The most recent edition of the American Political Science Review contained an article written by John P. McCormick (Professor of Political Science, University of Chicago) that presented three legitimate practices governments used in order to prevent the wealthy from exerting too much control over governments.

The abstract:

Modern Republics neglect to establish formal institutions that prevent wealthy citizens from exerting excessive political influence and they abandon extra-electoral techniques traditionally employed to keep office-holders accountable. Inspired by Guicciardini’s and Machiavelli’s reflections on the Roman, Venetian, and Florentine constitutions, this article highlights three forgotten practices that facilitate popular control of both economic and political elites: magistrate appointment procedures combining lottery and election, offices or assemblies excluding the wealthy from eligibility, and political trials enlisting the entire citizenry in prosecutions and appeals. I present a typology of regimes that evaluates the wealth containment potential of various magistrate selection methods, and propose a hypothetical reform supplying the U.S. Constitution with a ‘Tribunate’ reminiscent of elite-accountability institutions in pre-eighteenth century popular governments.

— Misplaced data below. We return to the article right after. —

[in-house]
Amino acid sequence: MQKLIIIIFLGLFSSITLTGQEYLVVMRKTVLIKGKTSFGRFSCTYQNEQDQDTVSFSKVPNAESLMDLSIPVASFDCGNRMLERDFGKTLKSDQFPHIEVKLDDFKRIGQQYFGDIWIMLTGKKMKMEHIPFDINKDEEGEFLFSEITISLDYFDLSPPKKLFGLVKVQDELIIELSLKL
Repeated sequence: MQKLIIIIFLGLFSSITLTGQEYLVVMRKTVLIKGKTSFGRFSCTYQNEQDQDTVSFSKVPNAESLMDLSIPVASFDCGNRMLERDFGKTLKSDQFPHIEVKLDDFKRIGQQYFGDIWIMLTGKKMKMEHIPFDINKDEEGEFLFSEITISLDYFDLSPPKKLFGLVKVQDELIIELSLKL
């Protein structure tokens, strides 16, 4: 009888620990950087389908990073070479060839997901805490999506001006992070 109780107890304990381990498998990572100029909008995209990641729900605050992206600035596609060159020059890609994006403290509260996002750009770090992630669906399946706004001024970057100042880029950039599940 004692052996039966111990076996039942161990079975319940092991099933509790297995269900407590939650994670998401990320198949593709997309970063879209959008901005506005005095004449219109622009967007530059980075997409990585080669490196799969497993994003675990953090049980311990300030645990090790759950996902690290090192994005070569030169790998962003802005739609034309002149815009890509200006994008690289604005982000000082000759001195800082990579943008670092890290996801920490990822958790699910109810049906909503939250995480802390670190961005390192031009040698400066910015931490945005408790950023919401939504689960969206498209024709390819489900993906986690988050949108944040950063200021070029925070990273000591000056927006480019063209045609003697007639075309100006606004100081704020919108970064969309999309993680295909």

I’ve already presented an abstract from an article that studies how the rich dominate the public policy arena. You’d think that political science as a discipline would be concerned with this type of stuff more, but this focus is new–or rather new to me (and I’ve only got 5 years in the game).